Union members packed the hearing room on Beacon Hill on Tuesday, as the Joint Committee on Labor and Workforce Development took public comment on pending legislation. Steve Tolman, president of the Massachusetts AFL-CIO, took to the stand, flanked by dozens of labor leaders from across the state. (Click here for a video of his address)

The message was this: We are united against right-wing attacks to the Labor Movement, and we demand the state legislature address the Janus vs. AFSCME ruling.

In Tolman’s own words, “Make no mistake, the Janus case was entirely political and designed to break the backs of unions. Fortunately, they missed the mark; instead of weakening our collective voice, working families stood together. And we are standing together today.”

For those out of the loop, the Janus vs. AFSCME ruling in the Supreme Court last year undermined the ability of public sector unions to collect “fair share” fees from non-members, which contribute to the costs of contract negotiations and grievance representation. Workers in a workplace represented by a union could already opt-out of membership dues, but were required to contribute a smaller sum in the form of these “fair share” fees since the workers benefited from collectively-bargained wage and benefit increases, and because the union was legally required to represent them in grievance cases.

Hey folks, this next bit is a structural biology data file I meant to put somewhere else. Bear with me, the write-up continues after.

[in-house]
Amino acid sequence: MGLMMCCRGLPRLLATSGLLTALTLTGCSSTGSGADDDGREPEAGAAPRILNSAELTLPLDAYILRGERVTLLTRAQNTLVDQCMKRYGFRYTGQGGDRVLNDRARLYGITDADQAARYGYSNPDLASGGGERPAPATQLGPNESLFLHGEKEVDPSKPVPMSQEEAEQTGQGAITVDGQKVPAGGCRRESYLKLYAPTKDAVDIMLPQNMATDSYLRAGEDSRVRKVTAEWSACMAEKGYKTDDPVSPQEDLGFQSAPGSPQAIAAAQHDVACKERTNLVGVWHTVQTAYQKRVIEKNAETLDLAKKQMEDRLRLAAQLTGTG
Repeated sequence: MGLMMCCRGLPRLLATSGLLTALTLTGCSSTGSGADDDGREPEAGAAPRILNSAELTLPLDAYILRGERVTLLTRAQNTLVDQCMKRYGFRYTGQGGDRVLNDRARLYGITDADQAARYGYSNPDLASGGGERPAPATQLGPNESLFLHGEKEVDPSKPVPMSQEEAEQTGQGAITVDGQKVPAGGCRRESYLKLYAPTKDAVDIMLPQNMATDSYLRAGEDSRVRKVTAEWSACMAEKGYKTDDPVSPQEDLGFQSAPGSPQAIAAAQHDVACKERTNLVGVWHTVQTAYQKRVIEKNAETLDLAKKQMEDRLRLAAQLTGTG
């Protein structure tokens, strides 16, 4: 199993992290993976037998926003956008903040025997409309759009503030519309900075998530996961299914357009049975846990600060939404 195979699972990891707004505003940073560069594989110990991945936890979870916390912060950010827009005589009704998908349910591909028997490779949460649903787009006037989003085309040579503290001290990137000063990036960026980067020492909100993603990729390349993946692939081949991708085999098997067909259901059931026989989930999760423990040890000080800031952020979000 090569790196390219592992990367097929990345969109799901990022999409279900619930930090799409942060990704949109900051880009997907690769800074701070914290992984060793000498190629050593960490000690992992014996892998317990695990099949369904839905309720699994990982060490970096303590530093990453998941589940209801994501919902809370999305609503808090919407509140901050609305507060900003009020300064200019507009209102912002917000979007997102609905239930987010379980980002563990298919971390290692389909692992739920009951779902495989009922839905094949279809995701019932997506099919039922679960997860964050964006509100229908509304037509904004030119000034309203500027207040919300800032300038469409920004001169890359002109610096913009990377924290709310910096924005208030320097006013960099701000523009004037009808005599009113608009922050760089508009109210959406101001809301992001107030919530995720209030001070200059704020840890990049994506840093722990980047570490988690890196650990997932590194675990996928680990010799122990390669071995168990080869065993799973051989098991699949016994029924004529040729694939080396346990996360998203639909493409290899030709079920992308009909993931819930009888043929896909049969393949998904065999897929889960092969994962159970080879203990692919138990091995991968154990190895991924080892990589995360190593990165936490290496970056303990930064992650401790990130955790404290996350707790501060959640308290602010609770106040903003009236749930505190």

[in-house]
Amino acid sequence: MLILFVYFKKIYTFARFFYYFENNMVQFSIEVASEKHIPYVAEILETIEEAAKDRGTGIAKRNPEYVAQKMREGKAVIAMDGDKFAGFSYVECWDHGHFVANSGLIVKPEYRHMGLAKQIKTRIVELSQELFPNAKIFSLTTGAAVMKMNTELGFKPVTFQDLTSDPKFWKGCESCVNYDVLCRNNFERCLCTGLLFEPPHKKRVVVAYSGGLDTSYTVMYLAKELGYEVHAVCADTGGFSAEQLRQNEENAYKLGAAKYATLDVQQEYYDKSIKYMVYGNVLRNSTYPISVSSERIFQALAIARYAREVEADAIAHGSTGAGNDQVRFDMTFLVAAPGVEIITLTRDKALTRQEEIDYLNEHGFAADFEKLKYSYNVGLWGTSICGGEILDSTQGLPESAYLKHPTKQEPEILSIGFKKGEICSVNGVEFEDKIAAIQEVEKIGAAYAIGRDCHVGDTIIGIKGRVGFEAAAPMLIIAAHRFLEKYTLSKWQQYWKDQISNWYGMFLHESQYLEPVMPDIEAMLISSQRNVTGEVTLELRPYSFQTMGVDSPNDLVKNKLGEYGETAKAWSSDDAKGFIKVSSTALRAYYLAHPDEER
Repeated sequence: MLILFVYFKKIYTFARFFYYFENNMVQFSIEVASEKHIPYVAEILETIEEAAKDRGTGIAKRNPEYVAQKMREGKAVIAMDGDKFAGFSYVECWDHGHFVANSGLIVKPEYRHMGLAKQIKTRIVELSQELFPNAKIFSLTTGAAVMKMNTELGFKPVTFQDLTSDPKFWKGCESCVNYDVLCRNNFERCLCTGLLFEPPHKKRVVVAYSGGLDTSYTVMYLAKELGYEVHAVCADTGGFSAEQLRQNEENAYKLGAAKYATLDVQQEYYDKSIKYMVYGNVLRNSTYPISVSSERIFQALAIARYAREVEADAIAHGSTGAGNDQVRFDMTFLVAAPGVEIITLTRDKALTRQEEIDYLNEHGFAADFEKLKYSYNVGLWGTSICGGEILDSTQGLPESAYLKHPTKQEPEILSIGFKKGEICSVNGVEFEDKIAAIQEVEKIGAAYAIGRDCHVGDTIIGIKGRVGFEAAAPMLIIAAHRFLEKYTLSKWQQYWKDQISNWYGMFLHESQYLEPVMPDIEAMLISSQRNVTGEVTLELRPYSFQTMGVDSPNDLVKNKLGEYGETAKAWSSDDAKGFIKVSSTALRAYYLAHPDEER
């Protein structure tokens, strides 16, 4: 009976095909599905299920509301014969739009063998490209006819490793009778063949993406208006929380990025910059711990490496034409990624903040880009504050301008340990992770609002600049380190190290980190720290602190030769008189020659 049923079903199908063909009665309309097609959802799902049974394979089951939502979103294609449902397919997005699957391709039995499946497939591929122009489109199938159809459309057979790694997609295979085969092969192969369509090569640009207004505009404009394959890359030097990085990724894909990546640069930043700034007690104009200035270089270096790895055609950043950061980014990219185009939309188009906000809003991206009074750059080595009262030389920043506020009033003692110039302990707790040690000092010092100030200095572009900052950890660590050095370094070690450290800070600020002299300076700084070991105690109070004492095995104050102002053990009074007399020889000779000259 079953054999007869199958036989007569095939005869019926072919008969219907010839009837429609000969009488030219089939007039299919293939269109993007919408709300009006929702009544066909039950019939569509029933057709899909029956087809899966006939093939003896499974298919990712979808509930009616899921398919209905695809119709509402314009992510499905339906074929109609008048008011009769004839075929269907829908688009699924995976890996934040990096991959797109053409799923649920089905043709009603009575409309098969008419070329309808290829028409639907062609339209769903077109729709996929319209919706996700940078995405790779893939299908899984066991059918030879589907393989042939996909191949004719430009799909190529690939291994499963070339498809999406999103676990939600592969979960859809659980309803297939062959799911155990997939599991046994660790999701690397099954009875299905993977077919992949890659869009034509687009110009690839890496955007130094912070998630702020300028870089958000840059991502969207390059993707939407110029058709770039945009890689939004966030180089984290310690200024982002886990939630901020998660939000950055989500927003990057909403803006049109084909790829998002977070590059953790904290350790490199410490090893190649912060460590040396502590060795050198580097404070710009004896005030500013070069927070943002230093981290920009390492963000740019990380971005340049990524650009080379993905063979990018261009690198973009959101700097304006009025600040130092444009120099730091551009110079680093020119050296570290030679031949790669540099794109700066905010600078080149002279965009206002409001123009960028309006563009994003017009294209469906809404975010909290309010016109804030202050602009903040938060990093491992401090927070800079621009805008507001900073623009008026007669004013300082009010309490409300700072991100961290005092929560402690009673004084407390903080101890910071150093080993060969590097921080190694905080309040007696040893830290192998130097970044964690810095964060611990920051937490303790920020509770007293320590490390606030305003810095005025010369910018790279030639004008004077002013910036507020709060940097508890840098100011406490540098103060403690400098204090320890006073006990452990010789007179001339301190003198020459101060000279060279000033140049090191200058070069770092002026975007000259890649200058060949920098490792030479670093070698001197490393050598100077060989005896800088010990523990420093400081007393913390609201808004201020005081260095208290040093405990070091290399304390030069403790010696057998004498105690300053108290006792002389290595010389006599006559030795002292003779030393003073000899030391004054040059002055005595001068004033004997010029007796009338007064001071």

The new ruling is a considerable threat to the existence of public sector unions in the United States, since it allows represented employees to “free ride” by benefiting from the unions presence without contributing a cent to its operating costs. This ruling did not stroll neutrally out of the cosmos, but rather is one front in a coordinated, billionaire-backed effort to undermine unions which was crowned with the securement of a reactionary court majority. Let us be clear, this is class war.

Multiple pieces of similar legislation, including H1596 “An Act Relative To Collective Bargaining,” aim to respond to this class-warfare at the state level. The legislation supported by the unions represented would, among other things, allow for unions to charge fees to non-member employees to access representation in the arbitration of grievances. This fee-for-service model will allow unions to mitigate the cost of “free riding” employees; if the employee does not pay for the costs associated with their representation, the union will be relieved of the responsibility of representing them.

The Janus decision was widely anticipated to be a disaster for unions, but so far it has been received with less drama than anticipated. With their treasuries coming under threat, unions which had neglected to organize and engage their members suddenly felt the pressure was on; the general consensus is that efforts to increase member participation and satisfaction have been mostly successful. Unions have reported only minimal numbers of opt-out employees who have chosen the path of free-ridership.

But this does not mean that the post-Janus environment is free from new hazards to unions. The anti-union groups have the ability to employ “opt-out” campaigns that target specific union members on social media in order to attack union treasuries. As of yet, there has not been reports of wide-scale efforts to convince the entire public sector union membership to de-certify, but a handful of campaigns have been reported. One possibility is that anti-union groups will pick and choose when to deploy such campaigns, in order to pressure unions against taking certain stances or backing certain candidates.

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